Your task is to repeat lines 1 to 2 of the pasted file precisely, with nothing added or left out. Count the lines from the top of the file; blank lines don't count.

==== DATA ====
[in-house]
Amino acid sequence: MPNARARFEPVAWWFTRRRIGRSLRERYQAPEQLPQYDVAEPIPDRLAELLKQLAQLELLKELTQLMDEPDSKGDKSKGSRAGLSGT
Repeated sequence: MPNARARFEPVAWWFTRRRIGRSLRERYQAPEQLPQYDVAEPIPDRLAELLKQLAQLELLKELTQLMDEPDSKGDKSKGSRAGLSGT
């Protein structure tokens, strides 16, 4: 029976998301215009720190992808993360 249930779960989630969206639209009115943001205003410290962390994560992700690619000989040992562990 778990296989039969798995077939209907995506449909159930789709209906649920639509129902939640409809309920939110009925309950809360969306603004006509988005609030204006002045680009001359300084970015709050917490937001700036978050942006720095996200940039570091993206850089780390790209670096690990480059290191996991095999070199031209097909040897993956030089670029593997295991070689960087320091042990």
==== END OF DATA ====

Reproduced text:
[in-house]
Amino acid sequence: MPNARARFEPVAWWFTRRRIGRSLRERYQAPEQLPQYDVAEPIPDRLAELLKQLAQLELLKELTQLMDEPDSKGDKSKGSRAGLSGT